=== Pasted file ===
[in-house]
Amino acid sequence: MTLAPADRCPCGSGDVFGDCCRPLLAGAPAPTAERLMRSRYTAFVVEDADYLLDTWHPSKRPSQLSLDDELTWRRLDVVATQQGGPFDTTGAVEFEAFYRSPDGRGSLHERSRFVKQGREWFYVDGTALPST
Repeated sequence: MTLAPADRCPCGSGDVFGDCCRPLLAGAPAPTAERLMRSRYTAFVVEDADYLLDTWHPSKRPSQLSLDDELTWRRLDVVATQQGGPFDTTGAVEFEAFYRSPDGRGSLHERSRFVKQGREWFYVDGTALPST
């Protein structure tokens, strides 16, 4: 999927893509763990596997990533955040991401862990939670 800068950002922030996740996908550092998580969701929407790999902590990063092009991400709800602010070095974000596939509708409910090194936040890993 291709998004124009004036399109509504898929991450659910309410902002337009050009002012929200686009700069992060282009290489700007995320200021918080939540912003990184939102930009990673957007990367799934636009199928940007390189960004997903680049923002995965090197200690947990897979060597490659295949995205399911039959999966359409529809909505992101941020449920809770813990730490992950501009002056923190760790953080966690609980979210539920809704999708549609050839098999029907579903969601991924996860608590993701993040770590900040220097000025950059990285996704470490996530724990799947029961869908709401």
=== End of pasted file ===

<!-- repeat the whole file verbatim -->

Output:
[in-house]
Amino acid sequence: MTLAPADRCPCGSGDVFGDCCRPLLAGAPAPTAERLMRSRYTAFVVEDADYLLDTWHPSKRPSQLSLDDELTWRRLDVVATQQGGPFDTTGAVEFEAFYRSPDGRGSLHERSRFVKQGREWFYVDGTALPST
Repeated sequence: MTLAPADRCPCGSGDVFGDCCRPLLAGAPAPTAERLMRSRYTAFVVEDADYLLDTWHPSKRPSQLSLDDELTWRRLDVVATQQGGPFDTTGAVEFEAFYRSPDGRGSLHERSRFVKQGREWFYVDGTALPST
């Protein structure tokens, strides 16, 4: 999927893509763990596997990533955040991401862990939670 800068950002922030996740996908550092998580969701929407790999902590990063092009991400709800602010070095974000596939509708409910090194936040890993 291709998004124009004036399109509504898929991450659910309410902002337009050009002012929200686009700069992060282009290489700007995320200021918080939540912003990184939102930009990673957007990367799934636009199928940007390189960004997903680049923002995965090197200690947990897979060597490659295949995205399911039959999966359409529809909505992101941020449920809770813990730490992950501009002056923190760790953080966690609980979210539920809704999708549609050839098999029907579903969601991924996860608590993701993040770590900040220097000025950059990285996704470490996530724990799947029961869908709401």